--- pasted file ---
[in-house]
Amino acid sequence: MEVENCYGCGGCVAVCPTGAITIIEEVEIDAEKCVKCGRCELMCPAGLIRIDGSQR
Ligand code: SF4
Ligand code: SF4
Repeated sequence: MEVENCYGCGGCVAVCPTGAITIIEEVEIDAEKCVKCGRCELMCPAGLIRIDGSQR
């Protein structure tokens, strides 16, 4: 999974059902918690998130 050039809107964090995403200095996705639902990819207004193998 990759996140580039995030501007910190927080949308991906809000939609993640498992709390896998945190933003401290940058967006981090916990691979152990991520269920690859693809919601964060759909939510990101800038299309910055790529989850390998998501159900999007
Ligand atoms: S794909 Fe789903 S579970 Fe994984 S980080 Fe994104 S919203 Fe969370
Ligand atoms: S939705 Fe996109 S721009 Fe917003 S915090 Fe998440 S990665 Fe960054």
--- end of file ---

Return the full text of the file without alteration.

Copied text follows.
[in-house]
Amino acid sequence: MEVENCYGCGGCVAVCPTGAITIIEEVEIDAEKCVKCGRCELMCPAGLIRIDGSQR
Ligand code: SF4
Ligand code: SF4
Repeated sequence: MEVENCYGCGGCVAVCPTGAITIIEEVEIDAEKCVKCGRCELMCPAGLIRIDGSQR
């Protein structure tokens, strides 16, 4: 999974059902918690998130 050039809107964090995403200095996705639902990819207004193998 990759996140580039995030501007910190927080949308991906809000939609993640498992709390896998945190933003401290940058967006981090916990691979152990991520269920690859693809919601964060759909939510990101800038299309910055790529989850390998998501159900999007
Ligand atoms: S794909 Fe789903 S579970 Fe994984 S980080 Fe994104 S919203 Fe969370
Ligand atoms: S939705 Fe996109 S721009 Fe917003 S915090 Fe998440 S990665 Fe960054």